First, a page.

Work Supervisors'Ratings of Social Behaviors Related to Employment Success
Conducted a survey with 60 front-line supervisors of employees in nonskilled jobs to investigate employment requirements for persons with handicaps. Ss rated 37 social behaviors on 4 dimensions: (1) frequency of occurrence; (2) importance to successful job performance; (3) satisfaction with entering employees; and (4) behaviors of most concern in deciding to hire, retain, and promote new employees. Results show that most items were rated as being at least moderately important. There was a greater spread in ratings of frequency and satisfaction. Behaviors rated relatively high in importance and low in satisfaction were of most concern. Social skills were reportedly given consideration in employment decisions, and social skills directly related to the performance of work tasks were rated high in importance. Implications for the development of employment training curriculum for persons with developmental disabilities are discussed.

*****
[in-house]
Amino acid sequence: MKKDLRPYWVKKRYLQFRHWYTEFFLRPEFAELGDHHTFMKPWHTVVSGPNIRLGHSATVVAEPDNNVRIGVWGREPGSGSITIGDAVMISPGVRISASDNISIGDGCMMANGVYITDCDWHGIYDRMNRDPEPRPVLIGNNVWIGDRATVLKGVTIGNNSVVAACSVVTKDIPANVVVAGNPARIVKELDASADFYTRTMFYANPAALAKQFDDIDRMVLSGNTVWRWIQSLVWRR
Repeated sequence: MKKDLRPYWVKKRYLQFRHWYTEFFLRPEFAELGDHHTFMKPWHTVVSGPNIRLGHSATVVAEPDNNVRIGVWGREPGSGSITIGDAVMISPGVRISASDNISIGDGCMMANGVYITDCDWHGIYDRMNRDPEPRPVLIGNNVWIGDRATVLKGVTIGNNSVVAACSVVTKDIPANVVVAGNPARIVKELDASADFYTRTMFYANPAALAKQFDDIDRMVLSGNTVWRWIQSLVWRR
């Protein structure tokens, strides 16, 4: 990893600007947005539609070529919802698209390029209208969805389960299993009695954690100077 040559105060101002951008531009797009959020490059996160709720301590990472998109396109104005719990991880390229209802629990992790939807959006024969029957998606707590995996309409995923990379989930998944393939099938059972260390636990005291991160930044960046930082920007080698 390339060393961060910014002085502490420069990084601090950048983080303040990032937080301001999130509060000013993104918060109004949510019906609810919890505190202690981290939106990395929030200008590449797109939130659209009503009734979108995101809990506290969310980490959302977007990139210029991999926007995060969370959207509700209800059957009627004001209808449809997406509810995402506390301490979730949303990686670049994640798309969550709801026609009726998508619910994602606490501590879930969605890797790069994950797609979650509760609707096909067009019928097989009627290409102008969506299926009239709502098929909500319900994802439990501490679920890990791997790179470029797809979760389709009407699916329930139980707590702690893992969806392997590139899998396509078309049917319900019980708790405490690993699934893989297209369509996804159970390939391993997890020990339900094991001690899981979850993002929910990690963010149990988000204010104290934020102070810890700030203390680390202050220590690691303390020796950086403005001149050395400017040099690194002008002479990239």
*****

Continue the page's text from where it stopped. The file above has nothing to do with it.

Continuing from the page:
McConaughy, E. K., Stowitschek, J. J., Salzberg, C. L., & Peatross, D. K. (1989). Work supervisors' ratings of social behaviors related to employment success. Rehabilitation Psychology, 34(1), 3-13.